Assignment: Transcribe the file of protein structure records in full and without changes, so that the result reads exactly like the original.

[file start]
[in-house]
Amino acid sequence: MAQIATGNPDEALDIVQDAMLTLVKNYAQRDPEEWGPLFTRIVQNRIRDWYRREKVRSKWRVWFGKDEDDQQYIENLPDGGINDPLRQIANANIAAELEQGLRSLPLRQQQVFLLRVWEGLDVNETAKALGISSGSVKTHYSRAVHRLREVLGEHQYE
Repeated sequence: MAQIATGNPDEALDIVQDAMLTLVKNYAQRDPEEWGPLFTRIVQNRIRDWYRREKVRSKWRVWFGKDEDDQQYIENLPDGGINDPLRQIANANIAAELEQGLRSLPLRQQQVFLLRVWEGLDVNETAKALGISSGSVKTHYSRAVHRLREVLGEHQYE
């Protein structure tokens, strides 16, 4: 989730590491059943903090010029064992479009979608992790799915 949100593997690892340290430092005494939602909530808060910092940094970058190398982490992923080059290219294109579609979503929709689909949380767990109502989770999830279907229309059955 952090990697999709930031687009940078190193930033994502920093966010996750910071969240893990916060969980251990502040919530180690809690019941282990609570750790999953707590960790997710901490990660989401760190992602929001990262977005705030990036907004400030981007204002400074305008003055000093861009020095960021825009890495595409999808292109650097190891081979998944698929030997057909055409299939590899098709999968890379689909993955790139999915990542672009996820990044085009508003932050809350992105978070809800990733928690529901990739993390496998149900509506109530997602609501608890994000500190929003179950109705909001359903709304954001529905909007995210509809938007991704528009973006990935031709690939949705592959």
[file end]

[in-house]
Amino acid sequence: MAQIATGNPDEALDIVQDAMLTLVKNYAQRDPEEWGPLFTRIVQNRIRDWYRREKVRSKWRVWFGKDEDDQQYIENLPDGGINDPLRQIANANIAAELEQGLRSLPLRQQQVFLLRVWEGLDVNETAKALGISSGSVKTHYSRAVHRLREVLGEHQYE
Repeated sequence: MAQIATGNPDEALDIVQDAMLTLVKNYAQRDPEEWGPLFTRIVQNRIRDWYRREKVRSKWRVWFGKDEDDQQYIENLPDGGINDPLRQIANANIAAELEQGLRSLPLRQQQVFLLRVWEGLDVNETAKALGISSGSVKTHYSRAVHRLREVLGEHQYE
């Protein structure tokens, strides 16, 4: 989730590491059943903090010029064992479009979608992790799915 949100593997690892340290430092005494939602909530808060910092940094970058190398982490992923080059290219294109579609979503929709689909949380767990109502989770999830279907229309059955 952090990697999709930031687009940078190193930033994502920093966010996750910071969240893990916060969980251990502040919530180690809690019941282990609570750790999953707590960790997710901490990660989401760190992602929001990262977005705030990036907004400030981007204002400074305008003055000093861009020095960021825009890495595409999808292109650097190891081979998944698929030997057909055409299939590899098709999968890379689909993955790139999915990542672009996820990044085009508003932050809350992105978070809800990733928690529901990739993390496998149900509506109530997602609501608890994000500190929003179950109705909001359903709304954001529905909007995210509809938007991704528009973006990935031709690939949705592959």